Kigali — For many years, East African countries have been considered hotspots for wildlife trafficking. Now conservation organizations have started mobilizing all stakeholders to fight the illegal trade that targets animals – some on the brink of extinction.
“Slight progress has been made in combating the illegal trade in wildlife and wildlife products, but governments in the region still face serious challenges posed by the fact that it is primarily a only species focused on their conservation efforts,” said climate adviser Andrew McVey. at the World Wide Fund for Nature (WWF) East Africa region, told IPS.
While countries have pledged to cooperate and collaborate to combat poaching and illegal wildlife trafficking within shared ecosystems, organized criminal networks are profiting from the poaching of elephants, experts say. Ivory trafficking has reached unprecedented levels and syndicates operate with impunity and without fear of prosecution.
Delegates to the first Africa Protected Areas Congress (APAC) noted that the lack of strict sanctions and penalties for illegal activities and limited deterrents to prevent illegal poaching, trafficking or trade had a impact on anti-wildlife trafficking efforts in the region. The gathering in Kigali was organized by the International Union for Conservation of Nature (IUCN).
Fidele Ruzigandekwe, Deputy Executive Secretary for Programs of the Rwanda-based Greater Virunga Cross-Border Collaboration (GVTC), told IPS that information sharing, community empowerment, and law and justice system enforcement are among the crucial factors needed to curb the illegal wildlife trade. The GVTC is a conservation NGO working in the Greater Virunga Landscape across the transboundary areas between Rwanda, Uganda and the Democratic Republic of Congo (DRC).
“There is also a need to rely on technologies such as high-tech monitoring devices to combat poachers and wildlife traffickers,” Ruzigandekwe added.
Elephant tusks are highly valued in the Far East, especially in China, Vietnam, the Philippines and Malaysia, where many use them for ornamental and religious purposes. Scientists and activists believe that despite current mobilization, demand continues to grow as transnational syndicates involved in wildlife crime exploit new technologies and networks to evade arrest, prosecution or conviction.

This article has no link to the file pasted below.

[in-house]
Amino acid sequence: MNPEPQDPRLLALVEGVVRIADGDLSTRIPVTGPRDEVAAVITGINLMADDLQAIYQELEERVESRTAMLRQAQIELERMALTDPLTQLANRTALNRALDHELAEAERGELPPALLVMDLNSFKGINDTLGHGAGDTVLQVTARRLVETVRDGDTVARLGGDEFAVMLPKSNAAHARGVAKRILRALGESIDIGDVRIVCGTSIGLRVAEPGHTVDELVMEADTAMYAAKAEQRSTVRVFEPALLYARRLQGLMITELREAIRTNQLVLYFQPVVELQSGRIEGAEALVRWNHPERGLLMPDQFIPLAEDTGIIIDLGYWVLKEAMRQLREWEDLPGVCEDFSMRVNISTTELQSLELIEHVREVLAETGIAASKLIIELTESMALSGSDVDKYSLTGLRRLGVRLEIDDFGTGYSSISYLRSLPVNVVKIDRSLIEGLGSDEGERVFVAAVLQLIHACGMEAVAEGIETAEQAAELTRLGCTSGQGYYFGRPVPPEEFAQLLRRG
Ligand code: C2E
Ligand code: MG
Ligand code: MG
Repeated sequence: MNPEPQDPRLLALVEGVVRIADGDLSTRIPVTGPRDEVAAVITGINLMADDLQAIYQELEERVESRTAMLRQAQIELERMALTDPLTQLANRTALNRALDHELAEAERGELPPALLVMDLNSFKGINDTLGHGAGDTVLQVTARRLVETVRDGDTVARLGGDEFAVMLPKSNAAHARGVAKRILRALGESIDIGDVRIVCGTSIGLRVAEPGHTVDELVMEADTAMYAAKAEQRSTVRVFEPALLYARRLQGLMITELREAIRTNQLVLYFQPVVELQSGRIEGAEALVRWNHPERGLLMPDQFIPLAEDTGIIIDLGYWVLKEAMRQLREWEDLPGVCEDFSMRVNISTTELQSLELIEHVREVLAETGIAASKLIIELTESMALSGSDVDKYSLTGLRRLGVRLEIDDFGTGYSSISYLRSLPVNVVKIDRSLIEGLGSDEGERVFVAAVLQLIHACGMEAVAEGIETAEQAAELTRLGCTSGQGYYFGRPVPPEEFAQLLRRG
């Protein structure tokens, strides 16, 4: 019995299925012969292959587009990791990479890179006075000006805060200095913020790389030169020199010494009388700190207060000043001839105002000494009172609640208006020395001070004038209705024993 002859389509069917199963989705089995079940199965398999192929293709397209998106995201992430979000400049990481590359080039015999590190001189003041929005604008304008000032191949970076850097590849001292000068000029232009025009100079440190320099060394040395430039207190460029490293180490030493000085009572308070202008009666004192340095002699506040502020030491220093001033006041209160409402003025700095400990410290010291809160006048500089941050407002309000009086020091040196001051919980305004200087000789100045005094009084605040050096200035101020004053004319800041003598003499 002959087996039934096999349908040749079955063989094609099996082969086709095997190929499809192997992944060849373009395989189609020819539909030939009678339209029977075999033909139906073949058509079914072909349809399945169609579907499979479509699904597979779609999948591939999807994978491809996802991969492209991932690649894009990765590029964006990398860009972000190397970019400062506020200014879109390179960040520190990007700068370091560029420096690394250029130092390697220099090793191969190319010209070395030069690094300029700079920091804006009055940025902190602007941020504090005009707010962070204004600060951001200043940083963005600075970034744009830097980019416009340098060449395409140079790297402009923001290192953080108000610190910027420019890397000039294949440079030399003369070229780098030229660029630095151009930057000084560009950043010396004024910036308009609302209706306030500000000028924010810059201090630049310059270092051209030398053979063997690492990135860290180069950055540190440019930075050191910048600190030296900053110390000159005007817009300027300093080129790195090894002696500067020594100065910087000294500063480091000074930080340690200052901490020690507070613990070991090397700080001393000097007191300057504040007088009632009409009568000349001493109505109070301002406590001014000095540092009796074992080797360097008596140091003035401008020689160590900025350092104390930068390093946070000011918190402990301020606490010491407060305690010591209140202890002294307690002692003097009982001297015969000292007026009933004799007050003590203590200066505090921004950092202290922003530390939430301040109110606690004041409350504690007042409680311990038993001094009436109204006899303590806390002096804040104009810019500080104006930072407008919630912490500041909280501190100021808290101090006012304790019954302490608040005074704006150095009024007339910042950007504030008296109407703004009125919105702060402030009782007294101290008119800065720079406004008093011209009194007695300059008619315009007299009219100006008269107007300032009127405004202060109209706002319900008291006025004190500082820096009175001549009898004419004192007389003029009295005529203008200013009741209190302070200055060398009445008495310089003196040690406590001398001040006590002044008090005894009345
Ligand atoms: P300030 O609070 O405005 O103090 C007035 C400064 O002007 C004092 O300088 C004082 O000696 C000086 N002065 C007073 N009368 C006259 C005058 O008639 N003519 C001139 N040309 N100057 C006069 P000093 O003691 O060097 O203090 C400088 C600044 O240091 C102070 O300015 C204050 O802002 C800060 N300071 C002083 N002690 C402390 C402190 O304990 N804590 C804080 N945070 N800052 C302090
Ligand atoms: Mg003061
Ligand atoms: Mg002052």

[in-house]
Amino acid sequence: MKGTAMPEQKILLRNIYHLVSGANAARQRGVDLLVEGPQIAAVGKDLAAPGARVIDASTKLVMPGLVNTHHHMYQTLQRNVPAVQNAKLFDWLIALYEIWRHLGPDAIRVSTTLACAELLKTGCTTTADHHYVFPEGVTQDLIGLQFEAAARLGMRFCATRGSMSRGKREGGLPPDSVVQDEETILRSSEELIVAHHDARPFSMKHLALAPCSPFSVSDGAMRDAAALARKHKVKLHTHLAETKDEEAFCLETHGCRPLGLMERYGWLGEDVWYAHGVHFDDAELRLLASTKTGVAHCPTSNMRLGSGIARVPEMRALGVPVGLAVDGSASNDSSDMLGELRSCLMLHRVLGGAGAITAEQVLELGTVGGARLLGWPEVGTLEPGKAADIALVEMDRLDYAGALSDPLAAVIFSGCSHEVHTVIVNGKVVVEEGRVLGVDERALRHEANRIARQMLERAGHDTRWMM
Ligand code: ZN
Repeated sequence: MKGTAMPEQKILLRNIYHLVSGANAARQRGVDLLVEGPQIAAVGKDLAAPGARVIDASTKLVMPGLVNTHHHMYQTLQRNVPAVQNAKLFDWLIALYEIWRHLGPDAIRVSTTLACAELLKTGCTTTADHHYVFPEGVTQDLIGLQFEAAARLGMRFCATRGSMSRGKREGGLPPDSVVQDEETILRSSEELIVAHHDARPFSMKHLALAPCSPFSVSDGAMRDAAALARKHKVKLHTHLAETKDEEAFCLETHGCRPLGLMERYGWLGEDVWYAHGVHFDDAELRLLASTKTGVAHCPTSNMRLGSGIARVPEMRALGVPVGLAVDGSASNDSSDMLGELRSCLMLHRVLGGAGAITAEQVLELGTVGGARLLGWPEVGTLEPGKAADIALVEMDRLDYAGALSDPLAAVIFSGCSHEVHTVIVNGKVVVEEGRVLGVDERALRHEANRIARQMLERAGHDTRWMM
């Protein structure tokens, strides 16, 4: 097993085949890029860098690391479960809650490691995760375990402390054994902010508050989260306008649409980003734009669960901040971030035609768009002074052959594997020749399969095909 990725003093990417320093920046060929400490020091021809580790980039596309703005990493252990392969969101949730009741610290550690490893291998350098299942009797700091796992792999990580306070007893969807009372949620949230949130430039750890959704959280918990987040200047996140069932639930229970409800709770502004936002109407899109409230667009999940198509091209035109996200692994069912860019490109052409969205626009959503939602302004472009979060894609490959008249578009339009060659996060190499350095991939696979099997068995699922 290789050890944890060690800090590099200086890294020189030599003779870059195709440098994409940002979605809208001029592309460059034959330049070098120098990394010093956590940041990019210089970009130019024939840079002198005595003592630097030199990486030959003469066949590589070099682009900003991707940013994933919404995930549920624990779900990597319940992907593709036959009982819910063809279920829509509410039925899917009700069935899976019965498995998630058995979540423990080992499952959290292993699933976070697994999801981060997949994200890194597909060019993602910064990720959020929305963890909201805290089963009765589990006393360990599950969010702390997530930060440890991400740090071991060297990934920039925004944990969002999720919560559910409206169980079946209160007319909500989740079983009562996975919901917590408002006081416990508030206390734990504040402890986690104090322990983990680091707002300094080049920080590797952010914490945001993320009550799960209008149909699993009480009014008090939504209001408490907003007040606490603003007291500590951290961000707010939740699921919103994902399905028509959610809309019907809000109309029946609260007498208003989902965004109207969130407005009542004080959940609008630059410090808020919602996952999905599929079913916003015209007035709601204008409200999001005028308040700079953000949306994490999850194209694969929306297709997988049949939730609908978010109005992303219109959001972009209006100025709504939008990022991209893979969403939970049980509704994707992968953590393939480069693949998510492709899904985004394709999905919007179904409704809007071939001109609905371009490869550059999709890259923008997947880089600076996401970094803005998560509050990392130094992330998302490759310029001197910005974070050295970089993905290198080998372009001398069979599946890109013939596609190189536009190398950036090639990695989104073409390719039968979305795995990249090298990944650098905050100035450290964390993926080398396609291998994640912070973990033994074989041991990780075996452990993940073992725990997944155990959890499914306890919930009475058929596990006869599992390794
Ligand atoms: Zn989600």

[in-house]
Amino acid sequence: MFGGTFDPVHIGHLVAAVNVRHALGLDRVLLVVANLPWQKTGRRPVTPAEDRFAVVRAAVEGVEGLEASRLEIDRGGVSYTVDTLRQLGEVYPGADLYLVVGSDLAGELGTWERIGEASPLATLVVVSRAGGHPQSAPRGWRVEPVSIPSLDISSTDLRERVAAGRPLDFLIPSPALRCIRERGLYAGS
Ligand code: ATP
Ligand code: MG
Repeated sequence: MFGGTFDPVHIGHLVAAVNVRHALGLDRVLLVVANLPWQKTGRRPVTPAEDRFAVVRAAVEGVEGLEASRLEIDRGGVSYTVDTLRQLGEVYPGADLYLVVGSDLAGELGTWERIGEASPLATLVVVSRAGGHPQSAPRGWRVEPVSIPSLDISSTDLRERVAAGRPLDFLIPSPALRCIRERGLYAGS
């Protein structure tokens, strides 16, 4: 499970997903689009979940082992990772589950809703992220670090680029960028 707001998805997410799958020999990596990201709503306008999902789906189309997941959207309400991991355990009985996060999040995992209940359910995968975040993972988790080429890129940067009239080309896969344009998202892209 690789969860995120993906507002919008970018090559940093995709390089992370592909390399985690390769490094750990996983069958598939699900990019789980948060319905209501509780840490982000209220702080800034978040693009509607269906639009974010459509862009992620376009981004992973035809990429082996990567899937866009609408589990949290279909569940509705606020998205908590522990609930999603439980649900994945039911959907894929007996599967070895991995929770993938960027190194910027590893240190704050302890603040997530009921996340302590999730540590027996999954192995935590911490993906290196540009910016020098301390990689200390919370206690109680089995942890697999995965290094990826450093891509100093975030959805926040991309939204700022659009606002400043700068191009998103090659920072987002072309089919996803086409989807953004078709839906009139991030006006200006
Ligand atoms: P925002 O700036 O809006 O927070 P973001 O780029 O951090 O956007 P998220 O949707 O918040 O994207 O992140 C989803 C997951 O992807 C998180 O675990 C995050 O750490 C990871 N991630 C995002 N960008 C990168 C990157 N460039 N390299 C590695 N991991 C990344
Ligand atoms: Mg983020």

Although some experts have been pleased to see that countries have made progress in cooperating to combat cross-border wildlife trafficking, estimates from the NGO TRAFFIC indicate that around 55 African elephants are poached on the continent every day.
INTERPOL has identified East Africa as one of the priority regions for strengthening law enforcement responses to ivory trafficking.
INTERPOL reports indicate that law enforcement officials recently discovered an illegal shipment of ivory inside shipping containers, mostly from Tanzania. It was to be routed to Asian maritime transit hubs.
Scientists and policymakers unanimously agreed on the need to mobilize more funds to support measures to combat ivory trafficking.
“The duplication of conservation efforts and inadequate collaboration between countries has been one of the biggest challenges to implementation,” Simon Kiarie, senior tourism officer at the Secretariat of the Community of the United Nations, told IPS. East Africa (EAC).
To address these challenges, EAC member countries including Kenya, Tanzania, Uganda, Burundi, South Sudan and Rwanda have jointly developed a regional strategy to combat poaching, illegal trade and trafficking in wildlife and wildlife products. implementation at regional and national levels.
The strategy is built around six key pillars, including strengthening the policy framework, improving law enforcement capacity, research and development, engaging local communities, and supporting regional and international collaboration. .
In a session on the sidelines of the congress, many delegates expressed the sentiment that when the elephant population is threatened by poaching, local communities also suffer.
“Through the illegal wildlife trade, local communities lose socially and economically important resources (…) the benefits of the illegal wildlife trade are not shared between communities”, Telesphore Ngoga, analyst of the conservation at the Rwanda Development Board (RDB), a government agency with conservation in its mandate, IPS said.
The Rwandan government introduced a Tourism Revenue Sharing Scheme in 2005 to share a percentage (currently 10%) of total revenue from tourist parks with the communities living around the parks.
The primary goal of this community initiative is to encourage environmental and wildlife conservation and give back to communities living near the parks, who are socially and economically impacted by wildlife and other tourism activities.
Manasseh Karambizi, a former elephant poacher from Kayonza, a district in eastern Rwanda, who became a ranger, told IPS that after being made aware of the dangers of hunting wild animals, he is now aware benefits of wildlife conservation.
“Thanks to the revenue generated from tourism activities in the nearby national park, the communities benefit a lot. I can now feed my family and my children go to school,” said the 46-year-old father of five.
UN IPS Office Report